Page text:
This project asked that I design an exhibition for someone who is renowned within their field or community. A very important factor that needed to be considered for this project was making sure that our space followed ADA guidelines so that the exhibition is not only safe but also accessible.
The exhibition is based on American astronomer, Vera Rubin, who is most well known for her research that contributed to the confirmation of dark matter, a substance that makes up a vast bulk of the universe. The exhibit immerses visitors into a space-like atmosphere and leads them through the evidence that Vera Rubin produced in order to prove the existence of something invisible in an interactive space.
When I first started working on this project, I sketched out ideas of how I would want the space to be explored along with what structures I would like to add to the experience. I wanted the exhibition space to play with light and darkness to reveal the secrets of dark matter, so multiple pieces of the exhibit use projection mapping and black light in order to give it an otherworldly feel.
A crucial piece of evidence that proved the existence of dark matter was how light travels through space, so I also wanted visitors to be able to see what Vera Rubin saw when she looked through her spectrograph to record the specifications of how the light was received.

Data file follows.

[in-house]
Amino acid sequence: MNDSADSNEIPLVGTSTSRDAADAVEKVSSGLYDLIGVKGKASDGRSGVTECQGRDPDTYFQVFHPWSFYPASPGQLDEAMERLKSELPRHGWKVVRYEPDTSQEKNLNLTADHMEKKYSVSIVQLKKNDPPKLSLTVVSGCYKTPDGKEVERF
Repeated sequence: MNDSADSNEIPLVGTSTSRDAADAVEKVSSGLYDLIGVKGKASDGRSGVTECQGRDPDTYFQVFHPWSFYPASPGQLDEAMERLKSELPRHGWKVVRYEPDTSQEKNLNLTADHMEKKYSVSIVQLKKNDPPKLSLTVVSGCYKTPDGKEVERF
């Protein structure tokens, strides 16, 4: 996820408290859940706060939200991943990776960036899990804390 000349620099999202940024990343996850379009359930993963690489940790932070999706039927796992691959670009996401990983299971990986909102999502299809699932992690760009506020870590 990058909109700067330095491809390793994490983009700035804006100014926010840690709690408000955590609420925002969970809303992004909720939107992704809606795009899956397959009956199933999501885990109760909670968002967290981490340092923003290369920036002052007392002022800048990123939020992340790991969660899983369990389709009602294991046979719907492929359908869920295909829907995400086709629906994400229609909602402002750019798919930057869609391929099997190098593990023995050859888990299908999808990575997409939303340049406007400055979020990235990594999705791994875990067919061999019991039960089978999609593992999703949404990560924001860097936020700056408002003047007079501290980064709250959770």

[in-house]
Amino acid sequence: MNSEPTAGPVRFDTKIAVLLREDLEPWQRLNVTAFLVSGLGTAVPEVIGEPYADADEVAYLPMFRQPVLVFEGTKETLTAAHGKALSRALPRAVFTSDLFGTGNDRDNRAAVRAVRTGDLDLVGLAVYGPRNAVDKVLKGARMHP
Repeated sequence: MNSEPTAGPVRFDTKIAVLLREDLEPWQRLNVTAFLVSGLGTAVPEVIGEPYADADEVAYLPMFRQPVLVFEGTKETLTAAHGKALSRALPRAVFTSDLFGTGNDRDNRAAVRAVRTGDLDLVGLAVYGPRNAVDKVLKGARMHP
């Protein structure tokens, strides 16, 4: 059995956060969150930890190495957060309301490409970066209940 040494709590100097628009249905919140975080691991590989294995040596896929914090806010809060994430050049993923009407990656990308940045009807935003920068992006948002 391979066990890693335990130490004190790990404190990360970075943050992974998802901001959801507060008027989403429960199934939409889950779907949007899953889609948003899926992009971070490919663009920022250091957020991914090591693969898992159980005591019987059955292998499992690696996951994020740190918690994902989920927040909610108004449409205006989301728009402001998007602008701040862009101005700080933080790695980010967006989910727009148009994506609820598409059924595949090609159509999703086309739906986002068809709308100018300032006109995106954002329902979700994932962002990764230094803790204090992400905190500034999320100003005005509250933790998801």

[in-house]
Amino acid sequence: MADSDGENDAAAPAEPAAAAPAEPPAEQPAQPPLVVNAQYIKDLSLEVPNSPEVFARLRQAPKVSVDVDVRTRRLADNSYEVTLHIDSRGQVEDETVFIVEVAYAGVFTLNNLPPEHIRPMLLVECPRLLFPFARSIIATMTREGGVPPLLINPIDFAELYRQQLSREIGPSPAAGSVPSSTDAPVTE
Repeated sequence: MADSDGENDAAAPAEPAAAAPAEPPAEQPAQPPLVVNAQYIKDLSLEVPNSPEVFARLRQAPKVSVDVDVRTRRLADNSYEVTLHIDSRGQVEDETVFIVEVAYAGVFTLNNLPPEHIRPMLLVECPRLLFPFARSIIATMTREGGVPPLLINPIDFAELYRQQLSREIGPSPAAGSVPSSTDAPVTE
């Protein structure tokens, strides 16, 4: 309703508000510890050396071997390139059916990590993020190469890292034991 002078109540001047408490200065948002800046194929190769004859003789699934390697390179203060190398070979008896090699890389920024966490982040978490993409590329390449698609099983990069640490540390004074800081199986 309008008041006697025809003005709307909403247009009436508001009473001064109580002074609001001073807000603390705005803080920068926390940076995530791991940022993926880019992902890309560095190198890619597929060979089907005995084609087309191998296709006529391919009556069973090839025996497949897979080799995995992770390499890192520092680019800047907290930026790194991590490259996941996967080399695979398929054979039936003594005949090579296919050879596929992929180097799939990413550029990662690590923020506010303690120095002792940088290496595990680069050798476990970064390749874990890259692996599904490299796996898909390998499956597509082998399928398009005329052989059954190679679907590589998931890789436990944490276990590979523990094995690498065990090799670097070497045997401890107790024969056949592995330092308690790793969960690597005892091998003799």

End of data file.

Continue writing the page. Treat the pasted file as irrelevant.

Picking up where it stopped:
After coming up with what would inhabit the exhibit, I developed a floor plan to map out how and in what order I would want visitors to experience each part of the exhibit.
Since the exhibition space is based off the dimensions of a real building, I wanted to use the hallway in the original floor plan as a star walk to prepare visitors for the theme of the room ahead. The entry room would introduce Vera Rubin and her importance to the study of astronomy followed by a larger room with a model spectrograph and visual explanations on Vera Rubin's research. Visitors can then move to either projection rooms, one showing projections of how the universe would look without dark matter holding it together or the other that fills the room with the closest generated imagery we have of what dark matter would look like if we could see it.